ERIC Number: ED054586
Record Type: RIE
Publication Date: 1971
Color-Word Interference in Deaf and Normal Children.
Allen, Doris V.
Strategies for apprehending and processing verbal material were studied in deaf and normal children by using color-word interference tasks. Color-word interference task was described as a method of apprehension evaluation with minimum memory contribution. The task involved three cards: one containing color patches, one containing printed names of colors, and one containing a color name printed in conflicting ink color. Seven deaf children and 17 normal-hearing children (age range 9-15 years) identified by good academic achievement were asked to name each card upon presentation. The task criterion was reading speed and thus, stimuli perception was the major variable studied. Data on time in seconds for subjects to complete the color-word interference task indicated that the deaf seemed able to view verbal material as objects without attending to its verbalness. Normal-hearing children, in contrast, had great difficulty in responding to anything other than the word itself. Results suggested that deaf children used qualitatively different strategies for apprehending and processing verbal material than did normal-hearing children. (CB)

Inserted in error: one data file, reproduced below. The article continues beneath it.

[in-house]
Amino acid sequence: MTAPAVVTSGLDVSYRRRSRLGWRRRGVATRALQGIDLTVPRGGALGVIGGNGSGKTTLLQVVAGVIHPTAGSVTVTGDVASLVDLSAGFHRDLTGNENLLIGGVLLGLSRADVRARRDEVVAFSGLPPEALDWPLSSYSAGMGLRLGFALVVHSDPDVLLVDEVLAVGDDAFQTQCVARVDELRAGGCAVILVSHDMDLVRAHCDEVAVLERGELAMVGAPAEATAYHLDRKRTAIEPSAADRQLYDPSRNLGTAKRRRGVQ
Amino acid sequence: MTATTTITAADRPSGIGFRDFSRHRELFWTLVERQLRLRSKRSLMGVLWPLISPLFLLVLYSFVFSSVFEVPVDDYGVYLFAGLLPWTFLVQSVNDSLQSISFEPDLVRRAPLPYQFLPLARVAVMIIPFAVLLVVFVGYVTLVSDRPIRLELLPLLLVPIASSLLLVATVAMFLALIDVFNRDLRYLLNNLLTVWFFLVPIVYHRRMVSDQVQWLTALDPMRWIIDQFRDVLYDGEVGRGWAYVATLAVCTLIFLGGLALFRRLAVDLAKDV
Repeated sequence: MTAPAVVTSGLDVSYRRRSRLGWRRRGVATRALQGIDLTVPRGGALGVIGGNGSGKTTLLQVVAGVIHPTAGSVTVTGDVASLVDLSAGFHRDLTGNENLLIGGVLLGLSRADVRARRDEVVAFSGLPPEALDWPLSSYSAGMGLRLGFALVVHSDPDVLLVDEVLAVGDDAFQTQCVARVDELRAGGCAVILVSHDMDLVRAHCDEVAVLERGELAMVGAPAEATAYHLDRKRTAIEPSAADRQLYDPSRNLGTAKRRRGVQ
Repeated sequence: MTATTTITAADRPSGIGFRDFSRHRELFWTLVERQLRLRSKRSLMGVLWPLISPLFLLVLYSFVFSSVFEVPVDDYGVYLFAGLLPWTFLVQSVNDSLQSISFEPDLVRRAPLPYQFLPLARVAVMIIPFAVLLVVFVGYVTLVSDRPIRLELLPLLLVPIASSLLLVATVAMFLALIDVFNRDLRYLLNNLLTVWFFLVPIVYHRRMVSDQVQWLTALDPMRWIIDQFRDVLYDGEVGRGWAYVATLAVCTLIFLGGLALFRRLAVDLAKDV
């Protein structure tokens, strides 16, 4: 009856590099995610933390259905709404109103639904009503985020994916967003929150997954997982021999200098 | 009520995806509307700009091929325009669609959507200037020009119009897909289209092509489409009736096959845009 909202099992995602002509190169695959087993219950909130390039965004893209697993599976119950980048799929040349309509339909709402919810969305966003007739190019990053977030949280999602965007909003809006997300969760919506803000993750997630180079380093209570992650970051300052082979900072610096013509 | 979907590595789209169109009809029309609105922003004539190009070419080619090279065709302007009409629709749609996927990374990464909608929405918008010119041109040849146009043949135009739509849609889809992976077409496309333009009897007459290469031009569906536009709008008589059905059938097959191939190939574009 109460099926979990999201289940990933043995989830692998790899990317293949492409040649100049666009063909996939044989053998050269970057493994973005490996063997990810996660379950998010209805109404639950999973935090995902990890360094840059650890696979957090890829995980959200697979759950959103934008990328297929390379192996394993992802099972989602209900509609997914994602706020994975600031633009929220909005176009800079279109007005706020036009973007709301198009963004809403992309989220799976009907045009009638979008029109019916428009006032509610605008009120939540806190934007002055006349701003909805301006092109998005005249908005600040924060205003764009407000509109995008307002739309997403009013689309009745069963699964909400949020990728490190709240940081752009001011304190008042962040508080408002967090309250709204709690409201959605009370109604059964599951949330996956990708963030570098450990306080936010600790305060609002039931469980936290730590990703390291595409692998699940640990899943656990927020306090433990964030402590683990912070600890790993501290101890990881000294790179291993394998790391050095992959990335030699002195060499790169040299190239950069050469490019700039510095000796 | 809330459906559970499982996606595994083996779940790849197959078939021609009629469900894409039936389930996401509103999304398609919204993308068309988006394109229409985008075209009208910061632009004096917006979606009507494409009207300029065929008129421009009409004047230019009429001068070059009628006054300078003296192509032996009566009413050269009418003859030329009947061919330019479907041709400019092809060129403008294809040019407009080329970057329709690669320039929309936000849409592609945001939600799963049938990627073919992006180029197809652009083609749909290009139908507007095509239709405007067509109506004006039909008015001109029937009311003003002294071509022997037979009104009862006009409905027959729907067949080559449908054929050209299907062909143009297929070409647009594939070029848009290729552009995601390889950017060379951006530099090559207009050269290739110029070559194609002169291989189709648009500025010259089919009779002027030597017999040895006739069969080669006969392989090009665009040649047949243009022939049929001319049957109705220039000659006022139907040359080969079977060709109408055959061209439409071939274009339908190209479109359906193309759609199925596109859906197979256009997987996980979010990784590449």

Publication Type: N/A
Education Level: N/A
Authoring Institution: Wayne State Univ., Detroit, MI.
Note: Paper presented to the Midwestern Psychological Association (Detroit, Michigan, May, 1971)